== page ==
Today is World TTTS (Twin to Twin Transfusion Syndrome) Awareness day, and December is TTTS Awareness month. If you've been reading my blog for a while, you may recall that our twins, Cuddlebug and Bearhug, are TTTSsurvivors. From what I have read, diagnosis and treatment has improved considerably since I was pregnant with our twins 8 years ago. Still, awareness is crucial to helping women who are pregnant with multiples get the information they need and for their doctors to be on the lookout for possible signs of TTTS. It is a life-threatening condition so the earlier it can be detected and treatment options evaluated, the better.
What is Twin to Twin Transfusion Syndrome?
TTTS is a disease of the placenta that affects identical twins who share a placenta. It occurs when the shared placenta contains abnormal blood vessels connecting the two babies, and results in one baby (the "recipient") receiving too much blood / nutrients, while the other baby (the "donor") receives too little. Cuddlebug was our "donor" twin and Bearhug was our "recipient," which is why Bearhug was red and bigger at birth, with his heart struggling to pump because his blood was thick like syrup. Cuddlebug was pale, smaller, and anemic, with his body struggling to make its own red blood cells to make up for the shortage. Our boys were not diagnosed with TTTS until delivery, which thankfully was early because I had developed pre-eclampsia. Despite the complications of prematurity, their early delivery saved their lives, because it's unlikely they could have survived much longer in the womb.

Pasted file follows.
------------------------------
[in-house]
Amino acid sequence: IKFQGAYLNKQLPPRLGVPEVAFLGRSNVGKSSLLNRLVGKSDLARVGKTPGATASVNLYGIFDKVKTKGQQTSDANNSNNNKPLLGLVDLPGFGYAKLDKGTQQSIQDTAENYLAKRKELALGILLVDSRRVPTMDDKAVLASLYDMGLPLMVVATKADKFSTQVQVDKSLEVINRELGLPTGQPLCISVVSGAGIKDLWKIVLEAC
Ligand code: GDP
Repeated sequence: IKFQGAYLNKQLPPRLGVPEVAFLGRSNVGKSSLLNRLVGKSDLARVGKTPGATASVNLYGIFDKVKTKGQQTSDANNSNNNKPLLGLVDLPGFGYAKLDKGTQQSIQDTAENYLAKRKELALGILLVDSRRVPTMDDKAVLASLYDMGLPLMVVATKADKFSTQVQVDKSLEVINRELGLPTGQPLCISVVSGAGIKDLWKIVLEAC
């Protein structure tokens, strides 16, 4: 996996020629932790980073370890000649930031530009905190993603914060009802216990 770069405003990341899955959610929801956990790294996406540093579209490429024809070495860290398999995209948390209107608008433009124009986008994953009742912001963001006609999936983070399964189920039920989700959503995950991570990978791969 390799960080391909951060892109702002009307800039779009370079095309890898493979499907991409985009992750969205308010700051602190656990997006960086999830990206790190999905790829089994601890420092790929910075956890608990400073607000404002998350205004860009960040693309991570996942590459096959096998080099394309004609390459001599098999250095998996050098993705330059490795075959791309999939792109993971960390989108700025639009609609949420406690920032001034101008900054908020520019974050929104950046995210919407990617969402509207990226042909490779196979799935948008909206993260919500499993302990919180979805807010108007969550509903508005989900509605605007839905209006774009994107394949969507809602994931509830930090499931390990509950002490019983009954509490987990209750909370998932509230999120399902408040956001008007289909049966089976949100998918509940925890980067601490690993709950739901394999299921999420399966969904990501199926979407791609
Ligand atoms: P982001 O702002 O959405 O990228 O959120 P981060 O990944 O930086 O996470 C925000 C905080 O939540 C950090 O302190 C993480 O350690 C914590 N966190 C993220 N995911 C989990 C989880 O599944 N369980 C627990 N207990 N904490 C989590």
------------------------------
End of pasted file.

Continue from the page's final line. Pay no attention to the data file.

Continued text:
A little primer on twinning
In order to better understand how TTTS happens, it helps to understand how twins develop. Fraternal (dizygotic) twins occur when two eggs are fertilized by two sperm. Fraternal twins have two sacs and two placentas.
Identical (monozygotic) twins occur when a single egg is fertilized by a single sperm, and then during early cell division, the embryo splits an extra time to create two genetically identical embryos. If the split occurs before day 4, the twins will have separate sacs and placentas, just like fraternal twins. If the split occurs between days 4 - 8, the twins will share an outer sac and a placenta, but will have separate inner sacs (monochorionic/diamniotic). That was the case with our boys. If the split occurs between days 8 - 12, they will share both an inner and outer sac (monochorionic/monoamniotic) and a placenta. A split occurring after day 12 generally results in conjoined twins.
I heard it explained once as the later the split, the more "connected" the twins will be, and essentially babies are at risk for TTTS when they are "connected" at the placenta.
If you are pregnant
TTTS can happen to anyone. It is essential to have an ultrasound within the first 3 months of pregnancy to determine whether you are carrying multiples and if so, whether they share a placenta and inner/outer sac. That way, extra monitoring can be started early if you are carrying multiples who are at risk for TTTS.
If you are carrying multiples who are at risk, it's important to know that there is hope! Even with a shared placenta, there may not necessarily be uneven distribution of blood and nutrients. Monitoring is critical to help catch any potential problems as early as possible. If signs begin to appear that there may be a problem, there are treatment options available that have been successful for many babies.